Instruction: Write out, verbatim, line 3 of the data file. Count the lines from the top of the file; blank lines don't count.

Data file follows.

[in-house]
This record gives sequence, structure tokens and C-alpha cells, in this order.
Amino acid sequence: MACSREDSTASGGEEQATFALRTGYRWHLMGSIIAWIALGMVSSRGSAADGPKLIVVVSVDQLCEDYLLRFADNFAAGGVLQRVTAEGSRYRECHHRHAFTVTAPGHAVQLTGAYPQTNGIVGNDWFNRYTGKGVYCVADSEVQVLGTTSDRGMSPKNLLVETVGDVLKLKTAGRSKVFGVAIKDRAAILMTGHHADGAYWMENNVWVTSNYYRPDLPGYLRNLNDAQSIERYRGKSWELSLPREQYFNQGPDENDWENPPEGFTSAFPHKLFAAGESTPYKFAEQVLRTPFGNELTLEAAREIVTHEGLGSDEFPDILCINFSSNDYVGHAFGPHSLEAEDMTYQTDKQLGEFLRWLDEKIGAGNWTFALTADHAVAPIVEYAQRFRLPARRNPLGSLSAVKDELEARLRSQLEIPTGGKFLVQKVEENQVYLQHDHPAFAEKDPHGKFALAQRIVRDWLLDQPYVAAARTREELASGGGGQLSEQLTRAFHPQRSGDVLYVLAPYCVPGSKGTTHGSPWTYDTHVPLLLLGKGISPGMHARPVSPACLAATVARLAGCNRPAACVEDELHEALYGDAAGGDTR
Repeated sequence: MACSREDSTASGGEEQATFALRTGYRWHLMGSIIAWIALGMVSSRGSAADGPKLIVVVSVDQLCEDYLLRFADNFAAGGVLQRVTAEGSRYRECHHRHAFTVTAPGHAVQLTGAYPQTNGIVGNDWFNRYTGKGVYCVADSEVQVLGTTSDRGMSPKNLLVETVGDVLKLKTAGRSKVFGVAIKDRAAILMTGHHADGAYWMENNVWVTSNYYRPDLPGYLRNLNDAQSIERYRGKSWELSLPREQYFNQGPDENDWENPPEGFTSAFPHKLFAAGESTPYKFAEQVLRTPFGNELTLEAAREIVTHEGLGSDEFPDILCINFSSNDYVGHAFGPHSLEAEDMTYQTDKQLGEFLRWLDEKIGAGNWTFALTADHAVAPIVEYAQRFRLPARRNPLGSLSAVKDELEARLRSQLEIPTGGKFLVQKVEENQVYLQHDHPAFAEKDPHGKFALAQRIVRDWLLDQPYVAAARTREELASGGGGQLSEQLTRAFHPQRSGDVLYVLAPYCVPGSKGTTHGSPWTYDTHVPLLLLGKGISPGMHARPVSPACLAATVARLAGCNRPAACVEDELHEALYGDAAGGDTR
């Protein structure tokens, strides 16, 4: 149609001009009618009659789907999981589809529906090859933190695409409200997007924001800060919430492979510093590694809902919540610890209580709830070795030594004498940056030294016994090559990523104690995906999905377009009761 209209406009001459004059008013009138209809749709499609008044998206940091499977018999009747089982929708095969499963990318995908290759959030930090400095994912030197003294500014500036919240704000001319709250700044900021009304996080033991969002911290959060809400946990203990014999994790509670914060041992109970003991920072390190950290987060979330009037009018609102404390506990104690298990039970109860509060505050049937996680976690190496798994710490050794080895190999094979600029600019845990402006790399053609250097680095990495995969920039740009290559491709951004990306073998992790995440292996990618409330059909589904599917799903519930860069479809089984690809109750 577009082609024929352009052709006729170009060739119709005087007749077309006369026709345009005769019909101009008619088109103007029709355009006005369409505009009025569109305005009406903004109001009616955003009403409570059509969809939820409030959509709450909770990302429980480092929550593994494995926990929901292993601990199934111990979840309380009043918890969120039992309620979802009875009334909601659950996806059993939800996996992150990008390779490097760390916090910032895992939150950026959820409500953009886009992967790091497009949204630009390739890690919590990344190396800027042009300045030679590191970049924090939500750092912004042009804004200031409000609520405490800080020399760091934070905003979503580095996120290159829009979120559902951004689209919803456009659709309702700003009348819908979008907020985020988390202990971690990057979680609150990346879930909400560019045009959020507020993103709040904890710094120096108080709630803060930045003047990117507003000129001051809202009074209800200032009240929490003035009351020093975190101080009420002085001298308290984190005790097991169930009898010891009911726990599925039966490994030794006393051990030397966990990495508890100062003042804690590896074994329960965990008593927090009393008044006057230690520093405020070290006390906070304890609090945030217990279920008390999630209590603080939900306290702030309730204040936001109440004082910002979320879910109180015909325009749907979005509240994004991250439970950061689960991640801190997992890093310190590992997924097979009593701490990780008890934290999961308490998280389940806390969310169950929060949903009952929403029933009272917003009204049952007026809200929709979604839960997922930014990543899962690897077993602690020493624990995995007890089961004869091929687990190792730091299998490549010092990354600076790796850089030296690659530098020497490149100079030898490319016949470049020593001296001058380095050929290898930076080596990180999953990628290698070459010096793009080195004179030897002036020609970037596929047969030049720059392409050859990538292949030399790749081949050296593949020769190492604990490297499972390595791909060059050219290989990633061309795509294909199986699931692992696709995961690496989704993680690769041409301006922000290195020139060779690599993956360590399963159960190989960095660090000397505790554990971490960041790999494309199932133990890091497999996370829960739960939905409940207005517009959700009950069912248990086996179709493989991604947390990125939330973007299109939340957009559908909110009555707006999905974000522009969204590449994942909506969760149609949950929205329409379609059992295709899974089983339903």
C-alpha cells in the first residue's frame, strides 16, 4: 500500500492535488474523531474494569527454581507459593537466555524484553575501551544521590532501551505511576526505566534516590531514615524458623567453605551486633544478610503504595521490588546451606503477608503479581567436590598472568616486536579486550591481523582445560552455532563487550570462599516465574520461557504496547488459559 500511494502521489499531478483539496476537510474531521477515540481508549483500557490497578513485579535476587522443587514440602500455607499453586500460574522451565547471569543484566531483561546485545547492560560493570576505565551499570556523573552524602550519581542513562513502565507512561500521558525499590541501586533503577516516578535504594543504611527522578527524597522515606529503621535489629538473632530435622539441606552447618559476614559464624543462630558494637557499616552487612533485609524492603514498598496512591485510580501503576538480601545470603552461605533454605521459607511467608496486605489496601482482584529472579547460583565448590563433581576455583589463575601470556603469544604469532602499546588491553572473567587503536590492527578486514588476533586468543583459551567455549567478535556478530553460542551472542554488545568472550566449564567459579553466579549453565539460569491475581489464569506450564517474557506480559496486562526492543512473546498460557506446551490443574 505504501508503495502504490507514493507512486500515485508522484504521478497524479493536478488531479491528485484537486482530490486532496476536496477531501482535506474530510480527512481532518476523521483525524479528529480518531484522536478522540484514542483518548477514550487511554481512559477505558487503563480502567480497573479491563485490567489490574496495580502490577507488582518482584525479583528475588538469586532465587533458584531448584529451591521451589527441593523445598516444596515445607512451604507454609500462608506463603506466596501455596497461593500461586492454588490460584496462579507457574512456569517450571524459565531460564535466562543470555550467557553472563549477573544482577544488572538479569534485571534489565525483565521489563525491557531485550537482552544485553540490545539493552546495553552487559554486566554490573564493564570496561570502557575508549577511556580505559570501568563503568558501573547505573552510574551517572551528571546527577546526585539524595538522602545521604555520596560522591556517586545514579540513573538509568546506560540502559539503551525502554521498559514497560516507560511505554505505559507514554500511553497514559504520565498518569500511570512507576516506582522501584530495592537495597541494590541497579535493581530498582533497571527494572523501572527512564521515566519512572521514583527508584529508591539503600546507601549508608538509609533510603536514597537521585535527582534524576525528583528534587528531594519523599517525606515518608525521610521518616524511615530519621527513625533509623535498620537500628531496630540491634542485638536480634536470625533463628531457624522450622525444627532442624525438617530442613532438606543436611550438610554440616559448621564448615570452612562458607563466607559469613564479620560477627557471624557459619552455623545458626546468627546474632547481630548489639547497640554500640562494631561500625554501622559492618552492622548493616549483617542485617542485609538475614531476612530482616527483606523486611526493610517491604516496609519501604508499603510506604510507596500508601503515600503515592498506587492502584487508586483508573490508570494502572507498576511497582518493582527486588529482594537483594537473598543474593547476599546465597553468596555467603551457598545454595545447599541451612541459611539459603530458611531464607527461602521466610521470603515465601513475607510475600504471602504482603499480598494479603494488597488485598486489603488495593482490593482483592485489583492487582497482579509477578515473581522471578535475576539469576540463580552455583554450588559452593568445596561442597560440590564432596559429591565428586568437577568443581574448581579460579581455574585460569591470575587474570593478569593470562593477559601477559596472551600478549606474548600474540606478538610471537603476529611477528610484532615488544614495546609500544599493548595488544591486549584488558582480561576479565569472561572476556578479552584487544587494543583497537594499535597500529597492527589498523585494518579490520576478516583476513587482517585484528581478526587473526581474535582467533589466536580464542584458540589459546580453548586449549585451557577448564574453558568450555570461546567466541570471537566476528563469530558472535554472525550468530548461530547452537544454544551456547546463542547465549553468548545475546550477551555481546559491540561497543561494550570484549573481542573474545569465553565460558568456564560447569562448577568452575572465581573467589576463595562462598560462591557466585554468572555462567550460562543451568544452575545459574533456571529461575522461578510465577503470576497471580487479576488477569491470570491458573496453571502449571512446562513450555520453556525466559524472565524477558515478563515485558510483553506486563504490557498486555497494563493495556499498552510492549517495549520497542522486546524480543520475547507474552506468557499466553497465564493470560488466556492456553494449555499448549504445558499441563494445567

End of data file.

Amino acid sequence: MACSREDSTASGGEEQATFALRTGYRWHLMGSIIAWIALGMVSSRGSAADGPKLIVVVSVDQLCEDYLLRFADNFAAGGVLQRVTAEGSRYRECHHRHAFTVTAPGHAVQLTGAYPQTNGIVGNDWFNRYTGKGVYCVADSEVQVLGTTSDRGMSPKNLLVETVGDVLKLKTAGRSKVFGVAIKDRAAILMTGHHADGAYWMENNVWVTSNYYRPDLPGYLRNLNDAQSIERYRGKSWELSLPREQYFNQGPDENDWENPPEGFTSAFPHKLFAAGESTPYKFAEQVLRTPFGNELTLEAAREIVTHEGLGSDEFPDILCINFSSNDYVGHAFGPHSLEAEDMTYQTDKQLGEFLRWLDEKIGAGNWTFALTADHAVAPIVEYAQRFRLPARRNPLGSLSAVKDELEARLRSQLEIPTGGKFLVQKVEENQVYLQHDHPAFAEKDPHGKFALAQRIVRDWLLDQPYVAAARTREELASGGGGQLSEQLTRAFHPQRSGDVLYVLAPYCVPGSKGTTHGSPWTYDTHVPLLLLGKGISPGMHARPVSPACLAATVARLAGCNRPAACVEDELHEALYGDAAGGDTR